Let me just start out by saying that I am a 20-year-old female, adopted from Guangdong Province, China. What you’ll be reading is based off of my own experiences and opinions, so please don’t think that every minority student at EKU feels the exact same way. Instead, I urge you to learn what you can from my experiences and to ask your friends about their own.
Recently, I turned 20 and I’ve always struggled with being comfortable in my own skin and with my skin color. Almost everywhere I go, I stand out...I’m dif- ferent. Yes, everyone is different,
but it’s another thing when you know that people assume things about you based on those differences and then treat you differently based on their — most likely faulty — assumptions. So, maybe I’m not comfortable in my own skin and maybe people do judge me based on my differences or appearance, but if you walk around campus, you’re most likely going to see at least one other person that looks different. That’s why I chose EKU.
Backtracking to my previous life, my graduating class in high school consisted of around 170 students and we were anything but diverse. Our lack of diversity was so cringe-worthy that when the one black girl walked across the stage at graduation, several people in the crowd could be heard saying, “Oh, that’s black Ashley!” That’s what she called herself and everyone knew it. And, if you’re confused about what actually constitutes as diversity, it’s not two Asians and three black kids.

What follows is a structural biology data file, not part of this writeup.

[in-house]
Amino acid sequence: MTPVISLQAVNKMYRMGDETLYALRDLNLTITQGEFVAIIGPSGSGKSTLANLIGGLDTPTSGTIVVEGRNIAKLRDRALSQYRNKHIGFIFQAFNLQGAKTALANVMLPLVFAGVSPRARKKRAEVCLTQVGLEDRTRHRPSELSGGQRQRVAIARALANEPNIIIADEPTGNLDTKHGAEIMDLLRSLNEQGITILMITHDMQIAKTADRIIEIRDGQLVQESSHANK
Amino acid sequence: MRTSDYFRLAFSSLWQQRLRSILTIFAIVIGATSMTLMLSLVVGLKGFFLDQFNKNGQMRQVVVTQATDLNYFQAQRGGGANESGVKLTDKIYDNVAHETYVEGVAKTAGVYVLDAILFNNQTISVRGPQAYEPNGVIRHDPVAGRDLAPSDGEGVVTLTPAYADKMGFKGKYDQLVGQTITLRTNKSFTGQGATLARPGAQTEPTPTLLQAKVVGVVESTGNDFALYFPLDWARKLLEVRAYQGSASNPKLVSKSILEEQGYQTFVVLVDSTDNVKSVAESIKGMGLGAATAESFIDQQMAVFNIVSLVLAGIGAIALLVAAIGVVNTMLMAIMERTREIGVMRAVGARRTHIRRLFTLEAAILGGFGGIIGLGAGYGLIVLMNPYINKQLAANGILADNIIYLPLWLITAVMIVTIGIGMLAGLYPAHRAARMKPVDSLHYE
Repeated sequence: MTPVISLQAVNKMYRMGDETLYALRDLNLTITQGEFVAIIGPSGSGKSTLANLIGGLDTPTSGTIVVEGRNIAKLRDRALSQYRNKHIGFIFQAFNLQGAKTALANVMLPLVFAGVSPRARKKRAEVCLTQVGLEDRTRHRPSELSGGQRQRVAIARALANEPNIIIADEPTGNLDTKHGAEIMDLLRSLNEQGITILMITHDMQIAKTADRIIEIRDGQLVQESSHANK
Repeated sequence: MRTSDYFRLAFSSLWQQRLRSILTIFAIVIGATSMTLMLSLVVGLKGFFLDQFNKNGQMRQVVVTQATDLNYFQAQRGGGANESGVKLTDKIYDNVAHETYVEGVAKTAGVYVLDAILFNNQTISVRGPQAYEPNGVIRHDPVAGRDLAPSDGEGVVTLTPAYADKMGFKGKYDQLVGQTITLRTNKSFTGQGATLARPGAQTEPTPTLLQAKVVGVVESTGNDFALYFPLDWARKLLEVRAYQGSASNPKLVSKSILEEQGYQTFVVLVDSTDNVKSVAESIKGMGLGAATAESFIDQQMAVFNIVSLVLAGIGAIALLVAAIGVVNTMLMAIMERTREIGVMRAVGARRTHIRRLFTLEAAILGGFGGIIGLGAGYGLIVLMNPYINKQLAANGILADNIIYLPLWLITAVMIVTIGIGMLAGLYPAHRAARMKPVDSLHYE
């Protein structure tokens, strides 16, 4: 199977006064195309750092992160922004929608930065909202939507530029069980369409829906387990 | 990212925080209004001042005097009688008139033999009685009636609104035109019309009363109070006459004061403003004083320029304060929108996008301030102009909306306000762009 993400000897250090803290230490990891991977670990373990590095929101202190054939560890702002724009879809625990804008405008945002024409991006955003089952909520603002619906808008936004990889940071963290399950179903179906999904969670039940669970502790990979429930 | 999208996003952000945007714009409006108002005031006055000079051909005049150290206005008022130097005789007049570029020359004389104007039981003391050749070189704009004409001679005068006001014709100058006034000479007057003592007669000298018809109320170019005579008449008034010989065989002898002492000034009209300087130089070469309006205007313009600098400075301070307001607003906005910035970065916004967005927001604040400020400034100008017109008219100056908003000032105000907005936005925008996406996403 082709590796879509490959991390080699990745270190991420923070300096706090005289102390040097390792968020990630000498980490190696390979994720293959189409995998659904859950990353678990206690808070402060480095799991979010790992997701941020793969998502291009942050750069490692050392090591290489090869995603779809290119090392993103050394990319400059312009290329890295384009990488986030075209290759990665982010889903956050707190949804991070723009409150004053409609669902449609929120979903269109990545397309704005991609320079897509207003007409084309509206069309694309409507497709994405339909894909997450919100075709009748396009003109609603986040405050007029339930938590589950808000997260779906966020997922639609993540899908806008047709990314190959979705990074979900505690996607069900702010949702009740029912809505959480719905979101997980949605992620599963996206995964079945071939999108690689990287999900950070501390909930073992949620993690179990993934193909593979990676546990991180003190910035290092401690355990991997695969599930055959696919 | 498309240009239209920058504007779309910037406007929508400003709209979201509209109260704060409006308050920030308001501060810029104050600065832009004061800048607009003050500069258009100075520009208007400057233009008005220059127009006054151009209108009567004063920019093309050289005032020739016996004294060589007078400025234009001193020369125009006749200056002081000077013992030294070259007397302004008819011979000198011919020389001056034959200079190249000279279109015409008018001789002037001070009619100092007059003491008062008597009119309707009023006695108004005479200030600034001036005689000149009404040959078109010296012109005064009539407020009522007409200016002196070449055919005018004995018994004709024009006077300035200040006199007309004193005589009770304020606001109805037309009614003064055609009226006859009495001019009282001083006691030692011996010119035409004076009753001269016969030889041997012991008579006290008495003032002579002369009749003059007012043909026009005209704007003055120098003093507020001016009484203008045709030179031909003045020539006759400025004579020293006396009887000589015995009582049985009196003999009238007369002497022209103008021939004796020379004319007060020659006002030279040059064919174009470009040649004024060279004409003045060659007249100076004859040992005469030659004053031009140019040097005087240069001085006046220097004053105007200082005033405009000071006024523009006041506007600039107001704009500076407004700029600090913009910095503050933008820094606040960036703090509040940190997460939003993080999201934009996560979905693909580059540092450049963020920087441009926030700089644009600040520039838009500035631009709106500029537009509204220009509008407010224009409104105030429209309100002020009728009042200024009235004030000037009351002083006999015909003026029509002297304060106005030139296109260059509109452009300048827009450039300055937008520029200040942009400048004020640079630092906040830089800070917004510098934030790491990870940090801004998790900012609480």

I hated high school, not just because the girls were mean and the guys were jerks, but because of the perpetual disappointment of walking into the classroom on the first day and every day after that, realizing you’re the only minority in the damn class. Add to that, I didn’t even understand why I was disappointed. And just for the record, I wasn’t disappointed because I hate white people. I was disappointed because I felt alone. I felt alone because there was not a single person in my class who understood exactly what it feels like to be treated differently based on skin color. Maybe I don’t quite understand what it felt like for Reese when he walked into a store and the shopkeeper kept an eye on him, because he’s a black kid walking into a store in a mostly white neighborhood. But I know exactly how it feels when people assume that I'm super good at math or that the only grade I’ve ever received is an “A” because Asians are “supposed” to be smart. When in reality, math isn’t really my forte and they just judged me based on the model-minority myth.